Campaign to Protect Rural England Standing up for your countryside

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Making solar work for town and countryside

Fakenham Magna solar farm Fakenham Magna solar farm Photo: © Fakenham Magna

We would like to see greater use made of  commercial roofs and brownfield land unsuitable for housing for solar electricity.

An area at least twice the size of London is available, representing a huge amount of untapped solar energy potential. This would increase solar generation whilst protecting the countryside. However, the Government needs to do much more to help realise this huge potential. We recognise that solar farms have a part to play where they meet our criteria — on protecting landscape and heritage, amenity and the best agricultural land, and maximising biodiversity.

Good practice: Integrating solar energy into homes

E-slates on a listed building in Chester - photo: © Solar CenturySolar slates were integrated into the new roof of a converted barn in Little Barrow near Chester in a way that complemented the local environment and produces low carbon electricity for the home. The building is listed and required planning consent. The installer, the Greener Group, chose Solarcentury electric slates for the 3kW project, which have been developed to work in tandem with both existing and new build slate roofs to maintain their look. This meant that the local planning authority, Cheshire West and Chester Council, gave the project the green light. The slates fitted in well with the local environment and surrounding architecture of the barn, fitted snugly onto the undulating roof, while protecting the home from the elements and producing electricity. A number of housing developers are now exploring how solar slates and other solar energy products can be integrated cost-effectively into new housing to avoid the need for retrofitting.

Good practice: Solar energy on commercial rooftops

Bentley factory crewe - photo: © LightsourceBentley Motors was looking for new ways to cut their emissions and tackle the problem of rising energy costs. Its factory in Crewe had almost three and a half hectares of unused, south-facing roof space — ideal for generating solar power. Owned and operated by Lightsource, Bentley’s powerful solar system produces up to 40% of the factory’s energy requirements at peak times, reducing its energy costs. The system also cuts Bentley’s carbon emissions and gives them greater pricing certainty for the future. Siting solar energy on the roofs of commercial buildings makes good use of already developed land and helps protect the countryside. Energy used on the site is also efficient because it reduces transmission losses.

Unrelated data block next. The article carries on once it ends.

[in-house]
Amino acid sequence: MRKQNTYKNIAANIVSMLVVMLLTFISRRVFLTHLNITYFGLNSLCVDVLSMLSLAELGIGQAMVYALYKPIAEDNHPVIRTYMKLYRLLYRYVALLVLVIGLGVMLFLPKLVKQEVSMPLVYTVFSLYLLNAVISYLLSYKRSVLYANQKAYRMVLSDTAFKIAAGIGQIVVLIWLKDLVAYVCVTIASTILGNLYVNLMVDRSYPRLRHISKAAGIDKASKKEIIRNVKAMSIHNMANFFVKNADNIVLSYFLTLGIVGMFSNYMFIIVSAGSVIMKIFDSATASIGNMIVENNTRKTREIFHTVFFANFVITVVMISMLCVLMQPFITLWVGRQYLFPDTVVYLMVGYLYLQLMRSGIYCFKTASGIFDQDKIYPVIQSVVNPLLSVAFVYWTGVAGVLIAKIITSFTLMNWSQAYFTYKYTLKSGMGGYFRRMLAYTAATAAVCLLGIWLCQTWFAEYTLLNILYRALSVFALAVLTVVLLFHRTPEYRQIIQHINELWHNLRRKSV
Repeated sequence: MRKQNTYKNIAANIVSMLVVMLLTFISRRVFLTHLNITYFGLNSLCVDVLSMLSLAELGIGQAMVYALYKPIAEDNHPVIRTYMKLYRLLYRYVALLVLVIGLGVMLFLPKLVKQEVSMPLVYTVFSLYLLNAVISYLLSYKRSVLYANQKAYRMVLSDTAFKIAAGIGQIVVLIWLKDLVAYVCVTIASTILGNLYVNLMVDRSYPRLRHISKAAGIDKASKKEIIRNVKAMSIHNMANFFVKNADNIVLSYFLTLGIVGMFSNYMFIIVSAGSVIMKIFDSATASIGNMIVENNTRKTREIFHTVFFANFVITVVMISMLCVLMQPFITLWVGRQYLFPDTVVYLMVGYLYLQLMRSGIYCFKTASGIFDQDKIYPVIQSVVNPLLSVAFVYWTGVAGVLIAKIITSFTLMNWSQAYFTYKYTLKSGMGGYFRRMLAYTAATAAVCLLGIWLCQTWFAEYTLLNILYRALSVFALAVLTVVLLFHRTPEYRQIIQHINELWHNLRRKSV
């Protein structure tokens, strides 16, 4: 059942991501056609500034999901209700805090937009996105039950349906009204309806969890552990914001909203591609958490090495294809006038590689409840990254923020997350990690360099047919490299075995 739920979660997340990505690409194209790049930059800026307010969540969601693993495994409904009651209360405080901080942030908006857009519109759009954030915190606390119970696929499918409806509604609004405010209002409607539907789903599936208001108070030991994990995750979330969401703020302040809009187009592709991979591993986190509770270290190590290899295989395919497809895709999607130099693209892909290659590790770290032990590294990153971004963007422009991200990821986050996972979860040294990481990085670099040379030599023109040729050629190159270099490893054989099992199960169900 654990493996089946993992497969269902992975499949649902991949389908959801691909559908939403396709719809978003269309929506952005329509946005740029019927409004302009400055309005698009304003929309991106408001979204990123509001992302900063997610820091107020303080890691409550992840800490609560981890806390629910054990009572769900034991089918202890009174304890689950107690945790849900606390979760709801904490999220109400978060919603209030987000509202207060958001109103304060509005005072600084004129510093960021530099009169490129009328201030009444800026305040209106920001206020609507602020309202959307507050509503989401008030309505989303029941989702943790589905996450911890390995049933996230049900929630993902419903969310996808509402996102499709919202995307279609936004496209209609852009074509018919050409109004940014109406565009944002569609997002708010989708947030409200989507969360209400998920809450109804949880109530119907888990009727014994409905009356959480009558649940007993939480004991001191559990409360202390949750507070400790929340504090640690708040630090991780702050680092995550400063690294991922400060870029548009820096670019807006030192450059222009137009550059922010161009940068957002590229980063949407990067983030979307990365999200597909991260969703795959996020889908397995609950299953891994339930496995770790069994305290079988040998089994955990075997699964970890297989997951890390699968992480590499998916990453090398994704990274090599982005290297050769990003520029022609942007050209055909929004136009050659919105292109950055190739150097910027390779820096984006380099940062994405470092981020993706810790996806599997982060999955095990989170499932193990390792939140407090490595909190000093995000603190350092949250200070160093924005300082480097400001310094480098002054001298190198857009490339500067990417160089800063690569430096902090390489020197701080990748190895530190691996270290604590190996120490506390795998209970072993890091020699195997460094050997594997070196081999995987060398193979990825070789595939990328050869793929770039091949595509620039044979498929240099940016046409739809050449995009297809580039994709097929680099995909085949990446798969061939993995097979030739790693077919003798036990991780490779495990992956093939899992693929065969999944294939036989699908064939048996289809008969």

Good practice: Solar farm good practice in Suffolk

Fakenham Magna solar farm aerial view - photo: © Fakenham MagnaAn example of a well-sited and well-designed solar farm, which was supported by CPRE’s Suffolk branch — the Suffolk Preservation Society — is on a site near Fakenham Magna in Suffolk. The application was for an 11MW solar farm on a 22 hectare site, less than half the area originally proposed, which significantly reduced its visual prominence. The Society concluded that the scheme would have a negligible impact on public views as it was well screened by mature hedgerows and the local topography, and it is on lower quality agricultural land. The local planning authority, St. Edmundsbury Council, approved the application in December 2012 and the solar farm began generating electricity on 1 April 2014.  The energy produced goes into the grid via the Honington village substation to be used in the village and any surplus is exported elsewhere.



Find out more

Policy guidance note: solar energy

Planning campaign briefing on energy infrastructure

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Hay field harvest

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